Chinese media must dispel Asian stereotypes

By Li Jun An Source:Global Times Published: 2017/1/3 20:08:39

Illustration: Liu Rui/GT

Illustration: Liu Rui/GT

China has used its market clout and finances to build soft power through entertainment. Yet, many degrading racist stereotypes of Chinese people are still prevalent in China.

Although it seems that China doesn't care about the derogatory representation of its culture, a new law restricting harmful portrayals in films says otherwise. But why does China continue to allow humiliating anti-Chinese imagery to be shown in films such as The Great Wall, Forbidden Kingdom and Skiptrace?

The reason is that most Chinese people lack racial awareness - they do not fully grasp what is and what isn't racist imagery. In addition, they do not realize that all anti-Asian imagery harms the Chinese people because most foreigners, especially Westerners, think all Asians are the same.

In movies, white men are often portrayed as the perfect companion for all women while men of other races are smeared with stereotypes. Skewed representations of Asians encouraged racism in US society and later on, in the international film industry. China must understand that images in the media become perceived as reality. Therefore, China, not the West, must control these images.

Western media have constructed their own racial character traits. White men are associated with leadership, power, wealth, attractiveness, athleticism and so on. Chinese men are associated with negative characteristics such as small, strange, awkward, weak and sneaky.

With the repetition of these images being shown, they become ingrained as "common sense." Thus, people are being mentally enslaved by racist stereotypes all day and every day.

The clearest example is the sharp contrast between the Asians living in the West and whites living in China. In Anglo-American nations, there is unwarranted hostility against well-off, educated, productive, and law-abiding Chinese residents. In sharp contrast, there is undeserved white privilege enjoyed by relatively unskilled white immigrants in China such as ESL teachers, many of whom treat Chinese people with contempt.

Some examples of racist images and the harm inflicted upon Chinese people include decades of "Yellow Peril" roles, which depict China and Chinese people as a danger to the Western World, inform the belief that Chinese are "naturally untrustworthy;" the endless stream of sexually repulsive Asian men (effeminate, misogynistic, weak, goofy) contrasted against Asian women paired with white men creates so-called romantic preferences; the racial myths that glorify white masculinity and denigrate Asian masculinity can dissuade Asian American women, and women of all racial groups, from regarding Asian American men as desirable romantic partners; and images of submissive Asian women attract white sex predators, racists, and misogynists who see them as easy victims.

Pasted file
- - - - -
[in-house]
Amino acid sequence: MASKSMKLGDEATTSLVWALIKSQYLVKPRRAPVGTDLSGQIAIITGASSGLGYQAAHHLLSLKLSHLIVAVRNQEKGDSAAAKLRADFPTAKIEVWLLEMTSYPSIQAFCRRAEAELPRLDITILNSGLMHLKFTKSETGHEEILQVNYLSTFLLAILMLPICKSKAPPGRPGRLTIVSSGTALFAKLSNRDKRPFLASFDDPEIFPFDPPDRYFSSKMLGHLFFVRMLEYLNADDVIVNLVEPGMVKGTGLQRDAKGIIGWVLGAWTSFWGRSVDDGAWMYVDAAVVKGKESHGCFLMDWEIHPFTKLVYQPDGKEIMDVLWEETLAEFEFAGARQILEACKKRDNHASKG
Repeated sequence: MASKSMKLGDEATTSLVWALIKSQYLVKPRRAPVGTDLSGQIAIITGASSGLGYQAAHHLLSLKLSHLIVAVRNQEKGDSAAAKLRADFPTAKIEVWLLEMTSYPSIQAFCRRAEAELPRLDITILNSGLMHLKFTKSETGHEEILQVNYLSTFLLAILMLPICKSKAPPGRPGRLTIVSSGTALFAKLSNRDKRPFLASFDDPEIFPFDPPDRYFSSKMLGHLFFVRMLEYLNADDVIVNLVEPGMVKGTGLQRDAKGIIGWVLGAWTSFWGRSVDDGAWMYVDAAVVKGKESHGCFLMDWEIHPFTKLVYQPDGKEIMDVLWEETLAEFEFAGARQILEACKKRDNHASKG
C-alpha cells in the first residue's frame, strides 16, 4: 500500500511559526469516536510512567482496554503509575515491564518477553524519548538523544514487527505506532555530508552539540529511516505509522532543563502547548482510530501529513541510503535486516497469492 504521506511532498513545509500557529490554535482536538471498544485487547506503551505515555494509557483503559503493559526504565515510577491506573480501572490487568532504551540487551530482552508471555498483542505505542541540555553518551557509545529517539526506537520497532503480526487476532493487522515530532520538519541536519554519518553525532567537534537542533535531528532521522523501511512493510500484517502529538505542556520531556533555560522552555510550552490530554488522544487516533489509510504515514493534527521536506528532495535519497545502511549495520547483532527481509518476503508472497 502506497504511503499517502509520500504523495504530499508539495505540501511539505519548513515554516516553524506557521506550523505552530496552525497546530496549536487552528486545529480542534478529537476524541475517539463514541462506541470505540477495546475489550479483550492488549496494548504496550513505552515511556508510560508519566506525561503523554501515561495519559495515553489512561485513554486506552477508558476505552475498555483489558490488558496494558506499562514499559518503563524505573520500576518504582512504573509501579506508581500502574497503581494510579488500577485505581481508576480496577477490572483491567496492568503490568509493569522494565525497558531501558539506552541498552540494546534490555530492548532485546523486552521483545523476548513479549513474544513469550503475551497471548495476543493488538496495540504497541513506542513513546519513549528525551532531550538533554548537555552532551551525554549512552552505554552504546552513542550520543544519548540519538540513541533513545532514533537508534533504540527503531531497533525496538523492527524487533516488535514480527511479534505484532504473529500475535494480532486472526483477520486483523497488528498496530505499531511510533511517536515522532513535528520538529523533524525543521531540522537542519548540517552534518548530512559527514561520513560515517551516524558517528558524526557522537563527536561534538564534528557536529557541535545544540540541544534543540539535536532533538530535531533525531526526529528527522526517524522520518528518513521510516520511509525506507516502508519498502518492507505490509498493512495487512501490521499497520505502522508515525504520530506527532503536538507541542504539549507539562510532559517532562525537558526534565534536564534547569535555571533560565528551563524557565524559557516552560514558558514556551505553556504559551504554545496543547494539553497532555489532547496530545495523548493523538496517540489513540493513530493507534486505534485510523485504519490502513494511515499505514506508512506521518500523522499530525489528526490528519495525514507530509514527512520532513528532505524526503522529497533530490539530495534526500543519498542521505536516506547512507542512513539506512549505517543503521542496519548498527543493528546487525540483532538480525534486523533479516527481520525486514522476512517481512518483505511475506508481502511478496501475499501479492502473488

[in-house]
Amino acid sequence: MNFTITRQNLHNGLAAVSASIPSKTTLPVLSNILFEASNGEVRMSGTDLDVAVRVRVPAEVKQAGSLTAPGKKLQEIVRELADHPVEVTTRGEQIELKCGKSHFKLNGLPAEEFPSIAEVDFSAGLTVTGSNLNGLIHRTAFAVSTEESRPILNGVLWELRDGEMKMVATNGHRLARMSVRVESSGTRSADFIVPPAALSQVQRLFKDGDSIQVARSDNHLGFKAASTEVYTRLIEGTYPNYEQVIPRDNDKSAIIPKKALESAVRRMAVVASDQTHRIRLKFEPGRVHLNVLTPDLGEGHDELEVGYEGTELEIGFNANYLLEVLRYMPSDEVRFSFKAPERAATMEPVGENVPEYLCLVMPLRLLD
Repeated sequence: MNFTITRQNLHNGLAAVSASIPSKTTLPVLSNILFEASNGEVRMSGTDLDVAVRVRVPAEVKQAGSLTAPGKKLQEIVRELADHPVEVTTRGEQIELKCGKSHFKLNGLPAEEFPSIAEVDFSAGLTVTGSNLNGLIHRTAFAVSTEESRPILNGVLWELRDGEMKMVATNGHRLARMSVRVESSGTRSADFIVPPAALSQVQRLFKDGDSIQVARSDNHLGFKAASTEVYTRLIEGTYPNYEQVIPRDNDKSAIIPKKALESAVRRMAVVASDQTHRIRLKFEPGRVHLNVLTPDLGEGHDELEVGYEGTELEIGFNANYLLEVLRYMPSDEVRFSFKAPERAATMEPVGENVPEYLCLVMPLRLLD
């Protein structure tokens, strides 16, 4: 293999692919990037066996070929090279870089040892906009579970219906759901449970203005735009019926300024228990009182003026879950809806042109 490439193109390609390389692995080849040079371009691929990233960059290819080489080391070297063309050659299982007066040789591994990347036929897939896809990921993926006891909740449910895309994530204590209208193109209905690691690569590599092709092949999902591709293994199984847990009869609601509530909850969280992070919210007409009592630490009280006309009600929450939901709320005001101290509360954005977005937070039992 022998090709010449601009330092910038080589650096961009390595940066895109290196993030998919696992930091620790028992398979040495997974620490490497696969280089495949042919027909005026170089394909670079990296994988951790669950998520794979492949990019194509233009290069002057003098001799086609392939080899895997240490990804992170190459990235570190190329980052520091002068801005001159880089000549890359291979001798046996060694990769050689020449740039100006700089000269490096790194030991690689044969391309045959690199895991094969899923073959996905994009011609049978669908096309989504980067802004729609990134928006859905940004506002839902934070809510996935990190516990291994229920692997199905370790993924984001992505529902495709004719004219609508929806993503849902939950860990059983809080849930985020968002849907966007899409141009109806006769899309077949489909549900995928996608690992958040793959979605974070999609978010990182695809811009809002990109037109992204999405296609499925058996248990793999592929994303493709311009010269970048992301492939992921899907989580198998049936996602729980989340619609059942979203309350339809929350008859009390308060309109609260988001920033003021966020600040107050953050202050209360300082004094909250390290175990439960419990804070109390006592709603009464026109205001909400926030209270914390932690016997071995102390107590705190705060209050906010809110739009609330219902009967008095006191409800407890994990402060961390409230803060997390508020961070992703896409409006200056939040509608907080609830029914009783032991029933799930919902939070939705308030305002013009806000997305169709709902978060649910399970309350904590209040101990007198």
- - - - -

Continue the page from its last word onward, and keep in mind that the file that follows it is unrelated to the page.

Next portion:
Most of the time, Asian women are rendered hyperfeminine: passive, weak, quiet, excessively submissive, slavishly dutiful, sexually exotic, and available for white men. Images of Asian women like these also make them especially vulnerable to mistreatment from men who view them as easy targets.

Almost all forms of anti-Chinese hatred were born and nurtured in mainstream Western media and then spread globally.

Some examples of anti-Chinese racism are misunderstood by Chinese people as "harmless fun" including when promoting Chinese women with white men, you are promoting your own humiliation and subjugation - not "harmony" or "cross cultural understanding;" when showing white men "saving" China or "saving" a Chinese woman, you are communicating white male dominance and subordination of Chinese people; and when displaying Chinese men as repulsive clowns or desexualized old wise men, you are emasculating Chinese men and socially engineering people to disrespect Chinese men as not masculine men, lovers, or leaders.

Will the world embrace the Chinese influence if China's own media glorifies whites in savior roles leading Chinese subordinates as seen in The Great Wall? Will Chinese media fill its people with well-deserved racial pride or continue perpetuating a misplaced sense of inferiority?

China must recognize anti-Chinese and anti-Asian racism in the media and then, most importantly, use its laws to preserve Chinese dignity, honor, and safety. Failure to master this means failure to master soft power.

The author is a writer associated with Kulture Media, a meida watchdog for Asian Americans. opinion@globaltimes.com.cn



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